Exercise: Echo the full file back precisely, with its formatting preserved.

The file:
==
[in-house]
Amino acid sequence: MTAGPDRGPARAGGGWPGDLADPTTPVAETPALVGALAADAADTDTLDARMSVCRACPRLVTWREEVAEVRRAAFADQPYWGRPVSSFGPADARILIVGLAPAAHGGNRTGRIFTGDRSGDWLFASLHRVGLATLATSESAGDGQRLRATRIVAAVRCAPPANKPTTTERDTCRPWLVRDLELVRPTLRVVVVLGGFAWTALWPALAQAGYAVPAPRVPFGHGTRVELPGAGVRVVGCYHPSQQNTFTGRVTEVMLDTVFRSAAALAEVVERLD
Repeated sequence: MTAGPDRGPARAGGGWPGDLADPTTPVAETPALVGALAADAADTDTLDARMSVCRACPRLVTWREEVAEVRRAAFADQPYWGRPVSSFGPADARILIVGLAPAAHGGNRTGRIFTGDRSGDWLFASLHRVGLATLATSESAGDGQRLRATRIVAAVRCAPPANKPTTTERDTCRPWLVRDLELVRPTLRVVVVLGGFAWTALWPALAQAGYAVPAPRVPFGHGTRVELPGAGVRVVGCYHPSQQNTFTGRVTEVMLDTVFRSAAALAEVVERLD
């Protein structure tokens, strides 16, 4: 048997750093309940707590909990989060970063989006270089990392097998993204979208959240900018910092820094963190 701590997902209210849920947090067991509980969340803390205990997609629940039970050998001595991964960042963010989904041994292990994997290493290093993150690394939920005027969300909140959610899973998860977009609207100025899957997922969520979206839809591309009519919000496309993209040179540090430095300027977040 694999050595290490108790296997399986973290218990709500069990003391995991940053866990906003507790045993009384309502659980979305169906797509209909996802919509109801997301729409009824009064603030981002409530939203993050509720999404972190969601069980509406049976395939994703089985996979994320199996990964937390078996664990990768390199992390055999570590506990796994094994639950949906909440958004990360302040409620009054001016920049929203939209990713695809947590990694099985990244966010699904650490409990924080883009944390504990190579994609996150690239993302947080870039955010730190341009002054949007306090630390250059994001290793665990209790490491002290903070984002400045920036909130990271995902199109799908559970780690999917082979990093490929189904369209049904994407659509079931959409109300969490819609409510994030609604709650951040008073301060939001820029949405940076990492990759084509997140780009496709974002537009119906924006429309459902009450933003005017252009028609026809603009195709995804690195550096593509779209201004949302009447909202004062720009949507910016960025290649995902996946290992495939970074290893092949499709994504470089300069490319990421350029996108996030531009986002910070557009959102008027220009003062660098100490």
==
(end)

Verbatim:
[in-house]
Amino acid sequence: MTAGPDRGPARAGGGWPGDLADPTTPVAETPALVGALAADAADTDTLDARMSVCRACPRLVTWREEVAEVRRAAFADQPYWGRPVSSFGPADARILIVGLAPAAHGGNRTGRIFTGDRSGDWLFASLHRVGLATLATSESAGDGQRLRATRIVAAVRCAPPANKPTTTERDTCRPWLVRDLELVRPTLRVVVVLGGFAWTALWPALAQAGYAVPAPRVPFGHGTRVELPGAGVRVVGCYHPSQQNTFTGRVTEVMLDTVFRSAAALAEVVERLD
Repeated sequence: MTAGPDRGPARAGGGWPGDLADPTTPVAETPALVGALAADAADTDTLDARMSVCRACPRLVTWREEVAEVRRAAFADQPYWGRPVSSFGPADARILIVGLAPAAHGGNRTGRIFTGDRSGDWLFASLHRVGLATLATSESAGDGQRLRATRIVAAVRCAPPANKPTTTERDTCRPWLVRDLELVRPTLRVVVVLGGFAWTALWPALAQAGYAVPAPRVPFGHGTRVELPGAGVRVVGCYHPSQQNTFTGRVTEVMLDTVFRSAAALAEVVERLD
């Protein structure tokens, strides 16, 4: 048997750093309940707590909990989060970063989006270089990392097998993204979208959240900018910092820094963190 701590997902209210849920947090067991509980969340803390205990997609629940039970050998001595991964960042963010989904041994292990994997290493290093993150690394939920005027969300909140959610899973998860977009609207100025899957997922969520979206839809591309009519919000496309993209040179540090430095300027977040 694999050595290490108790296997399986973290218990709500069990003391995991940053866990906003507790045993009384309502659980979305169906797509209909996802919509109801997301729409009824009064603030981002409530939203993050509720999404972190969601069980509406049976395939994703089985996979994320199996990964937390078996664990990768390199992390055999570590506990796994094994639950949906909440958004990360302040409620009054001016920049929203939209990713695809947590990694099985990244966010699904650490409990924080883009944390504990190579994609996150690239993302947080870039955010730190341009002054949007306090630390250059994001290793665990209790490491002290903070984002400045920036909130990271995902199109799908559970780690999917082979990093490929189904369209049904994407659509079931959409109300969490819609409510994030609604709650951040008073301060939001820029949405940076990492990759084509997140780009496709974002537009119906924006429309459902009450933003005017252009028609026809603009195709995804690195550096593509779209201004949302009447909202004062720009949507910016960025290649995902996946290992495939970074290893092949499709994504470089300069490319990421350029996108996030531009986002910070557009959102008027220009003062660098100490």